A randomized multicenter study comparing seawater washes and carmellose artificial tears eyedrops in the treatment of dry eye syndrome
Received 31 August 2018
Accepted for publication 10 January 2019
Published 12 March 2019 Volume 2019:13 Pages 483—490
Checked for plagiarism Yes
Review by Single-blind
Peer reviewer comments 2
Editor who approved publication: Dr Scott Fraser
Manuel Diaz-Llopis,1–5 Maria Dolores Pinazo-Duran,2,3,6–9 Loreto Diaz-Guiñon,5 Miriam Rahhal-Ortuño,10 Mercedes Perez-Ramos,8,9 Rosabel Bosch,8,9 Roberto Gallego-Pinazo,11,12 Rosa Dolz-Marco,11,12 Teresa Diaz-Guiñon,5 María Diaz,1,5 Francisco Javier Romero,13 Angel Cisneros10
1University of Valencia, Valencia, Spain; 2Ophthalmology Unit, Faculty of Medicine, University of Valencia, Valencia, Spain; 3Molecular Ophthalmology Unit, Faculty of Medicine, University of Valencia, Valencia, Spain; 4Consellería de Sanitat (Valencian Regional Health Ministry), Valencian Autonomous Government, Valencia, Spain; 5IOVA – Valencia Ophthalmology Institute, Valencia, Spain; 6Hospital Universitario Doctor Peset, Valencia, Spain; 7Santiago Grisolía Eye Research Laboratory, FISABIO, Valencia, Spain; 8Specialised Medical Centre Alboraya, Valencia, Spain; 9Specialised Medical Centre Monteolivete, Valencia, Spain; 10Department of Ophthalmology, La Fe Hospital, Valencia, Spain; 11IMED Hospital, Valencia, Spain; 12Oftalvist Clinic, Valencia, Spain; 13European University of Valencia, Valencia, Spain
Purpose: To investigate the safety and efficacy of sterile isotonic seawater washes vs standard treatment with carmellose artificial tears in dry eye syndrome (DES).
Patients and methods: This is a randomized multicenter prospective study with 12 weeks of follow-up. A group of patients with DES (N=60) were treated with seawater spray (Quinton®) five times daily, and another similar group (N=60) were treated with carmellose artificial tears eyedrops (Viscofresh® 0.5%) five times a day. The parameters studied and measured were as follows: Ocular Surface Disease Index questionnaire score, Schirmer I test (without anesthesia) score, tear osmolarity (TearLab®), tear breakup time, tear meniscus height (meniscography OCT), fluorescein corneal staining score (National Eye Institute scale), lissamine green conjunctival staining score, and levels of IL-1 beta and IL-6 in tears (Luminex® 200).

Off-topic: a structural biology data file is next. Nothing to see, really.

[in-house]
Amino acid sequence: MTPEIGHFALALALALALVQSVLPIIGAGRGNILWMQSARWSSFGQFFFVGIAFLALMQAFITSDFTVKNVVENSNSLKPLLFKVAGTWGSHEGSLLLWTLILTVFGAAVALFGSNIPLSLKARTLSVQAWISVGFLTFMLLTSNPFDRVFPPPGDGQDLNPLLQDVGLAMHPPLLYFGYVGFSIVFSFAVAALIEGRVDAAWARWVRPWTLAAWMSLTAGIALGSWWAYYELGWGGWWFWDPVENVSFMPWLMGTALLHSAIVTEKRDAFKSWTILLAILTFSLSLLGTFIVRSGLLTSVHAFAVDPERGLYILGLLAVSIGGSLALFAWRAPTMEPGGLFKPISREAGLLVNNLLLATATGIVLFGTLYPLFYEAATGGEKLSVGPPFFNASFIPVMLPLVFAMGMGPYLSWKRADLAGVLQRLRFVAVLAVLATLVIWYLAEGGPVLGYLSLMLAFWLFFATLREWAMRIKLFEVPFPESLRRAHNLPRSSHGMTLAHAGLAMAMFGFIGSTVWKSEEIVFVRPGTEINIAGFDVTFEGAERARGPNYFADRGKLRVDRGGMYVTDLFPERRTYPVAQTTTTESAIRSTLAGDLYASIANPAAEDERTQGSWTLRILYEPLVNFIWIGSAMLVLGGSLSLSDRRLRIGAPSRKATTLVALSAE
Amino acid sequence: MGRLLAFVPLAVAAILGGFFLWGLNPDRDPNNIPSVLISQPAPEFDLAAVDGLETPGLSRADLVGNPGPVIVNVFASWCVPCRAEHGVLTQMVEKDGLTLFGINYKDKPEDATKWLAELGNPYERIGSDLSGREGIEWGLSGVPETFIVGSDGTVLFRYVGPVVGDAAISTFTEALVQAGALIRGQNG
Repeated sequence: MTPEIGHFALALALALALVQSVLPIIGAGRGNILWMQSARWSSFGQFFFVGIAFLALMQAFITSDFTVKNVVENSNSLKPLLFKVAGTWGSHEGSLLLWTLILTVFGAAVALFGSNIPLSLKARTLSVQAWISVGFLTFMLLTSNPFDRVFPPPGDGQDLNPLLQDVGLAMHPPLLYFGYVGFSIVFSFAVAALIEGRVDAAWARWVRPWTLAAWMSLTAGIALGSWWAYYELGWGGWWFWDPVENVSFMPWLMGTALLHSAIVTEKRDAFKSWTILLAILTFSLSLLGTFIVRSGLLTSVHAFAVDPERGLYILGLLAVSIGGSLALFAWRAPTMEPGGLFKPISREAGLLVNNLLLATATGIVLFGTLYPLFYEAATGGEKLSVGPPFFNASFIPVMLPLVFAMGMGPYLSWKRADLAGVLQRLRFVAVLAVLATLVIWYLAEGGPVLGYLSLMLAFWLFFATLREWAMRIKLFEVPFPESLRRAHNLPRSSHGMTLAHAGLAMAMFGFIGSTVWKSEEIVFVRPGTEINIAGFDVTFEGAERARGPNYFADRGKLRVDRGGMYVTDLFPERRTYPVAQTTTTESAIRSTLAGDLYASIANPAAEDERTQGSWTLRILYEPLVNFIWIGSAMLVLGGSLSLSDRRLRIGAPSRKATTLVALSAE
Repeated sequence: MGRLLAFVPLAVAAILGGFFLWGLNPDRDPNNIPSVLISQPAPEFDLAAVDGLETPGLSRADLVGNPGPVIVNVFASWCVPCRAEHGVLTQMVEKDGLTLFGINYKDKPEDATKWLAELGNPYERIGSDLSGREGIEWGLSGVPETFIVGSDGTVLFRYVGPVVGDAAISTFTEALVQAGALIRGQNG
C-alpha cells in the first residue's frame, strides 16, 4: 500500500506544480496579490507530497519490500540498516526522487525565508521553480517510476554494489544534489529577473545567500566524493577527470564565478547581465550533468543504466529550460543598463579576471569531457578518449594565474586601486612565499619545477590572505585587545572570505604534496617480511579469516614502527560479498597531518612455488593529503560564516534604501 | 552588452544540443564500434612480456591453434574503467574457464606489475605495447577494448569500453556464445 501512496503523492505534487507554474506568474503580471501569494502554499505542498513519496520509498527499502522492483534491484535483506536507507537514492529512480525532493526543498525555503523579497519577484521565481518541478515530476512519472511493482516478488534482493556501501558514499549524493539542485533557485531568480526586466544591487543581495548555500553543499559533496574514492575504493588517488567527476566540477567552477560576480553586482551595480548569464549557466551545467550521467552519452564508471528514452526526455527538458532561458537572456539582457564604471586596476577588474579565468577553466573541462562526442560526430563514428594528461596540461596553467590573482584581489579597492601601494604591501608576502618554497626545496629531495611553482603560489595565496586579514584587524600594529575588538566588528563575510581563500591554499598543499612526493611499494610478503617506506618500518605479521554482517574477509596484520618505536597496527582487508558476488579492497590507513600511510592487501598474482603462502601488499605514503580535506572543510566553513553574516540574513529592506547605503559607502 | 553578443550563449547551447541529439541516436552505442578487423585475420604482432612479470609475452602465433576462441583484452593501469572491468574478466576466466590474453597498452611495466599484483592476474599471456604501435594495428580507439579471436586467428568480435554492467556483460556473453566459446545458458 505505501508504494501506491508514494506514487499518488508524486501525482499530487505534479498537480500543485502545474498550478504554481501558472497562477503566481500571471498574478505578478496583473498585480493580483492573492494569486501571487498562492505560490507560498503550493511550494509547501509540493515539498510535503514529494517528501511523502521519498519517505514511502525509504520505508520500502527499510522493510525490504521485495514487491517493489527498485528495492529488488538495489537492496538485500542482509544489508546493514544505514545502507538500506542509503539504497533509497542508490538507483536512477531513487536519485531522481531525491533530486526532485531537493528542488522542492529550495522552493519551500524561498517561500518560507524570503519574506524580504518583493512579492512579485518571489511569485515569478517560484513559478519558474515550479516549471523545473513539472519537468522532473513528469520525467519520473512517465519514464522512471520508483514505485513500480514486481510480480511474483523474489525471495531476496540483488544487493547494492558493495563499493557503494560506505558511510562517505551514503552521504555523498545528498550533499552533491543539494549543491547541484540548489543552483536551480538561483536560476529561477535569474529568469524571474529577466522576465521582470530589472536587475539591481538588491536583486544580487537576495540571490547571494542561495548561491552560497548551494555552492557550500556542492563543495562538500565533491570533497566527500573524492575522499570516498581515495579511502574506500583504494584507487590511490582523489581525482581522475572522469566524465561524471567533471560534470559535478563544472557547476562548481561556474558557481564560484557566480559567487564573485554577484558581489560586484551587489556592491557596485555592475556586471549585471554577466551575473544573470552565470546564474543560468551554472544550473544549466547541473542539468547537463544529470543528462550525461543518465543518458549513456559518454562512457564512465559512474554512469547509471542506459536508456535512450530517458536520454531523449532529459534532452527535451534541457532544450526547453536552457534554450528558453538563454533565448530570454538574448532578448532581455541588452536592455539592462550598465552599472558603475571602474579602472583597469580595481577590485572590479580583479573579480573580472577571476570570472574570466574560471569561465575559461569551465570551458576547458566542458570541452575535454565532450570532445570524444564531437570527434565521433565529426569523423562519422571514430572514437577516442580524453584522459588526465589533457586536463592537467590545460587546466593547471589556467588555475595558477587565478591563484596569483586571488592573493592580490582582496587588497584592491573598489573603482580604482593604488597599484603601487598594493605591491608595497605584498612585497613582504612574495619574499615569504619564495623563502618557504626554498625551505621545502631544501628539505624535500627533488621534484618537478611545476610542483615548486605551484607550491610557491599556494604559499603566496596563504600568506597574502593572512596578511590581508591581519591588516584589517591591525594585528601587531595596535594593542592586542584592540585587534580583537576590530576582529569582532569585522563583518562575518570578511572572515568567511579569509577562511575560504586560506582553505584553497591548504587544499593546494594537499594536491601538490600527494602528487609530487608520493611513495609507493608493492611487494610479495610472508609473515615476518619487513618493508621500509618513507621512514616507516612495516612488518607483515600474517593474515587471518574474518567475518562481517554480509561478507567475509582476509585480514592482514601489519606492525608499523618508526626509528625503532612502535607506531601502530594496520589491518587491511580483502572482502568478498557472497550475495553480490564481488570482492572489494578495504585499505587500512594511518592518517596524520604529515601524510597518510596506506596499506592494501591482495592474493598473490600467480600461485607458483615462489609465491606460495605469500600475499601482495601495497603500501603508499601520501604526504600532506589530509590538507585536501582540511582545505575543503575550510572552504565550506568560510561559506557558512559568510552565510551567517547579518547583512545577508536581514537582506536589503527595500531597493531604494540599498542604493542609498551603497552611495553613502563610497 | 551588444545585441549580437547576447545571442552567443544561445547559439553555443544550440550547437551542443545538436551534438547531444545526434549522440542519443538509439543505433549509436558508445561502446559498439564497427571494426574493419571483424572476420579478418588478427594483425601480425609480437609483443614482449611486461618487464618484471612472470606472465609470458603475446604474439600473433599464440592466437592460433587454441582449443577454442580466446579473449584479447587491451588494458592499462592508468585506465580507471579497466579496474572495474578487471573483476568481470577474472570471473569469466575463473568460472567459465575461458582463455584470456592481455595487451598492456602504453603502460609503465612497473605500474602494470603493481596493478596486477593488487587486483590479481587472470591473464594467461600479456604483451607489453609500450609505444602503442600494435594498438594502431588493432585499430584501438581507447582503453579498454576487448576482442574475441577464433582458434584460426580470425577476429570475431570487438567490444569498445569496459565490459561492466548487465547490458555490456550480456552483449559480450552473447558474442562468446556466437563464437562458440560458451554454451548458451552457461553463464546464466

Results: In the group treated with seawater, symptoms decreased by 68%, and the decrease was 26% statistically superior to the group treated with carmellose artificial tears eyedrops (P<0.001). Levels of IL-1 beta and IL-6 in tears significantly decreased in the seawater group compared to the carmellose artificial tears group (19%/17% vs 52%/51%) (P<0.001). There were no statistically significant differences in the other measured parameters. There were no cases of poor tolerance or side effects.
Conclusion: Administration of seawater is more effective than treatment with carmellose artificial tears in reducing symptoms and pro-inflammatory molecules (IL-1 beta and IL-6) in tears of patients with DES.
Keywords: dry eye syndrome, isotonic seawater, artificial tears, carmellose, IL-1 beta, IL-6, quality of life
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